Adam's death led to a change in police procedures over missing children
A serial killer who died in prison in 1996 was guilty of the murder and decapitation of a six-year-old boy 27 years ago, say Florida police.
The naming of Ottis Toole as Adam Walsh's killer brings an end to one of America's best-known unsolved cases.
Police said the discovery was made after a thorough review of records.
The case radically affected police procedures over missing children and inspired the TV show "America's Most Wanted", presented by Adam's father.
Adam went missing from a shop in Hollwood in 1981. His head was recovered from a canal two weeks later but his body was never found.
Toole, a convicted killer and paedophile, had long been suspected of involvement in the murder and had admitted guilt at least twice, but later recanted.
At a news conference, Hollywood Police Chief Chad Wagner said that as Toole was dead, further legal action was not possible and the Walsh family were not seeking it.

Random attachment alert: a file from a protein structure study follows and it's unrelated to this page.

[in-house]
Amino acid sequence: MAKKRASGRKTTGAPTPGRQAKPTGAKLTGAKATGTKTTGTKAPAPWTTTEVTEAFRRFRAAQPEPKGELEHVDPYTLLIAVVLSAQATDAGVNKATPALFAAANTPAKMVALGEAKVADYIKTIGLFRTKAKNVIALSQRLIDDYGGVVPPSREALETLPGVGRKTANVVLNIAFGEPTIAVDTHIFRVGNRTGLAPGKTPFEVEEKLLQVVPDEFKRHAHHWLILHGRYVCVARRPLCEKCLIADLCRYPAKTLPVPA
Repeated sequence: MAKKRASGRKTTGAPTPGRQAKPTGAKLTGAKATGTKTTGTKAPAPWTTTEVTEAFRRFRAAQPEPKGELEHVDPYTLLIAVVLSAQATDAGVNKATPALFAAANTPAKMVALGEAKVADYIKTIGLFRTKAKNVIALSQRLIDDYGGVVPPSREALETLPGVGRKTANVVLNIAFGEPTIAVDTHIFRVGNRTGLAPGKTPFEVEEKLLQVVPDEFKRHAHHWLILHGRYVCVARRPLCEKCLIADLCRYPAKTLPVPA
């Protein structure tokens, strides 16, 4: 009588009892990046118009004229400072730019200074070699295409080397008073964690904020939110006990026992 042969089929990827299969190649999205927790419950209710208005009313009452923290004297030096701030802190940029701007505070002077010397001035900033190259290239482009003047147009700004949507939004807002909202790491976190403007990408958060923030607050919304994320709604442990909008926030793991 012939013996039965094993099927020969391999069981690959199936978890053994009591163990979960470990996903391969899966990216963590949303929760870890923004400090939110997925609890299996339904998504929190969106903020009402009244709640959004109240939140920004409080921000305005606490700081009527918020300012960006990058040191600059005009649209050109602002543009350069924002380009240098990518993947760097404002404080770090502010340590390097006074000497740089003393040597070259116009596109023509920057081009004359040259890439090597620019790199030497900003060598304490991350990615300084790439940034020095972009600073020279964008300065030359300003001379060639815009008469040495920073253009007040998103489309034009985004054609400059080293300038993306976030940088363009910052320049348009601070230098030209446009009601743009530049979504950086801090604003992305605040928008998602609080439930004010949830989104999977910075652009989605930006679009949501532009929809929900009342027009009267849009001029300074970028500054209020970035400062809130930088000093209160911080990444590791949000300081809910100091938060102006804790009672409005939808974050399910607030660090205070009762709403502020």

"However, in the interest in justice, the Hollywood Police Department is announcing today that it is our determination and conclusion that Ottis Toole was the abductor and murderer of Adam Walsh," said Mr Wagner.
Mr Walsh said not knowing who killed Adam had been torture
John Walsh, Adam's father told the news conference: "For 27 years we've been asking, 'Who could take a six-year-old boy and murder him and decapitate him?'.
"We needed to know and today we know. The not knowing, it's been a torture, but that journey is over."
Mr Walsh had been critical of what was widely seen as a botched police investigation, but he praised the police for finally bringing an end to the case.
"This is not to look back and point fingers, but it is to let it rest," he said.
The murder of Adam, and Mr Walsh's subsequent campaigning, led to a raft of measures being introduced, including hotlines to report cases and images of missing children being printed on milk cartons.
Mr Walsh also presents the long-running true life crime programme America's Most Wanted, launched in 1988, which calls on the public to help identify fugitive suspects.
In 2006, US President George W Bush signed the Adam Walsh Child Protection and Safety Act, giving state authorities greater powers to track down and prosecute child sex offenders and to make it harder for abusers to reach children online.